Washington fans have been spoiled in recent years by great running back play. Chris Polk and Bishop Sankey, two of the best backs in program history, just so happened to play out their careers back-to-back. During that span, boasting a 1,000 yard rusher became routine.
When Sankey finally left for the NFL before the 2014 season, it became clear that this time there would be no hidden star emerging the way Sankey himself had exploded onto the scene after Polk's departure. Dwayne Washington led a committee approach that certainly had its moments (most notably his string of 100+ yard games towards the end of the year), but no every-down candidate stepped into the spotlight.
Much the same was expected in 2015. Dwayne Washington was viewed as the likely starter, but few projected him to step up as a 15-20 carry back. Meanwhile, Lavon Coleman was identified as a likely contributor in a committee approach, and many hoped that Myles Gaskin would find some kind of role as a true freshman despite his lack of size.
Anyone who had mustered up off-season enthusiasm for the running game had it squashed in the season-opening loss at Boise State. D. Washington started and carried the ball 8 times...for 18 yards. Gaskin burned the redshirt right away only to gain 5 yards on 5 carries. Coleman was an afterthought with 1 carry for -2 yards.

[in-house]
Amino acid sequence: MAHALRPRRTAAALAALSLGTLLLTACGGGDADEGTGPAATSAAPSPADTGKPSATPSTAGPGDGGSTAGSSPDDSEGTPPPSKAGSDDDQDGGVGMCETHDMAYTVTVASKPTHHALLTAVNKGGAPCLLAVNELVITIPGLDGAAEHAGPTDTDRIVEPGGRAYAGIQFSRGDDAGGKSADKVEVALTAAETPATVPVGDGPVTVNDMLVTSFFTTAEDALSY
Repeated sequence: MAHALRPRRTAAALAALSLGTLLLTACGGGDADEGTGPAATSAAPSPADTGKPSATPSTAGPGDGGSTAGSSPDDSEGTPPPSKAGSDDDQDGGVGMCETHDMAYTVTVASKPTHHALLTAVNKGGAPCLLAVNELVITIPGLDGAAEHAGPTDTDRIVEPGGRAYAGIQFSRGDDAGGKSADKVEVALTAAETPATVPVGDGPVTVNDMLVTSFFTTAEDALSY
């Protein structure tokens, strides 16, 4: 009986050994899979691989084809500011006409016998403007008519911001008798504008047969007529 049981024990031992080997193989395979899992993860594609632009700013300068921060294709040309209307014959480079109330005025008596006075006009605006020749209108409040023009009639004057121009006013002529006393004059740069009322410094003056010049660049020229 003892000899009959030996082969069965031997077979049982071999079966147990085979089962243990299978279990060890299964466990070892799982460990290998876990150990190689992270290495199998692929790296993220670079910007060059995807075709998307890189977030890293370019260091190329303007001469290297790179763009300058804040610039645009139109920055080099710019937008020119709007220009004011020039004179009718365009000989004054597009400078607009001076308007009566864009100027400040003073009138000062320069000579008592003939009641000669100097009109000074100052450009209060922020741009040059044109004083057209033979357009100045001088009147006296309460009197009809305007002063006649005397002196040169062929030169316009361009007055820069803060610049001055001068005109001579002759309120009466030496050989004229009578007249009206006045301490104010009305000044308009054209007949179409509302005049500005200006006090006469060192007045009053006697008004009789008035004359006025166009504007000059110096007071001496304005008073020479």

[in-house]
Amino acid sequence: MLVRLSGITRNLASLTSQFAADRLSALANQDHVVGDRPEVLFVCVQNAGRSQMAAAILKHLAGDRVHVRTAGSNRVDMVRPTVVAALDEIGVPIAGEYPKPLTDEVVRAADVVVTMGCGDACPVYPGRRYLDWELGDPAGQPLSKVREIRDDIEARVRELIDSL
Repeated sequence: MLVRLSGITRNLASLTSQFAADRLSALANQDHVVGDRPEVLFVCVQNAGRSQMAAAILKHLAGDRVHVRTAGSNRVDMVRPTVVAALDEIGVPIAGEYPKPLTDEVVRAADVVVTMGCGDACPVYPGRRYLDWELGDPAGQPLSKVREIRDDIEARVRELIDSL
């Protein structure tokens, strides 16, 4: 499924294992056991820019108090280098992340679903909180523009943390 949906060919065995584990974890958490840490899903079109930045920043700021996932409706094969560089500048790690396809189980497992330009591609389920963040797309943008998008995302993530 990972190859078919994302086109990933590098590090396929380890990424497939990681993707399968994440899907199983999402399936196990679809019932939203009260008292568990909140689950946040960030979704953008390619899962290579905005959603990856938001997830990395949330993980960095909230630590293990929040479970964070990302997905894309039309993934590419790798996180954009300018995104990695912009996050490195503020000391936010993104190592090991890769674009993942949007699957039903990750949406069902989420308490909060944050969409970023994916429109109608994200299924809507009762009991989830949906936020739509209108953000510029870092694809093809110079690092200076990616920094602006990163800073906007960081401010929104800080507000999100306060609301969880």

The very next week a curious thing happened against FCS Sacramento State. Myles Gaskin rushed for 143 yards and 3 touchdowns on a team-high 14 carries. As exciting as it was to see him tear up an opposing defense, words of caution were shared all around as quality of opponent was considered.
Gaskin was forced back down to earth by the Utah State defense. Gaskin led the team yet again with 15 carries, but he only managed 42 yards and was completely overshadowed by the out-of-the-backfield receiving production of Dwayne Washington, who caught two touchdowns to help secure a solid win.
Against Cal, D. Washington suddenly showed something on the ground with his first 10-carry, 109-yard, 1 touchdown performance. Gaskin was a non-factor with 5 carries for 15 yards.
At this point in the season, the run game was not particularly reliable. Dwayne Washington continued to exist as a home run threat, but no back on the roster could be relied upon for production on any given down. Dwayne himself seemed painfully hesitant between the tackles.
Things changed down at the Coliseum. Gaskin toted the ball a career-high 22 times for 134 yards and a touchdown, serving as the catalyst for a huge upset win. Notably, D. Washington was bottled up to the tune of 15 yards on 9 carries.
Even in losses to Oregon and Stanford, Gaskin continued a string of 100+ yard performances while receiving essentially no help from Washington or Coleman.
The true freshman wasn't really necessary in the beatdown of Arizona, which saw his streak of big games cut short thanks to lack of playtime. This time Washington used his handful of touches to score on the ground and through the air.
The grueling loss to Utah would prove to be D. Washington's last performance as a Husky. He played well behind Gaskin, chipping in 55 yards on only 6 carries, while Gaskin continued in his newfound role as the feature back (20 carries, 93 yards, 1 TD).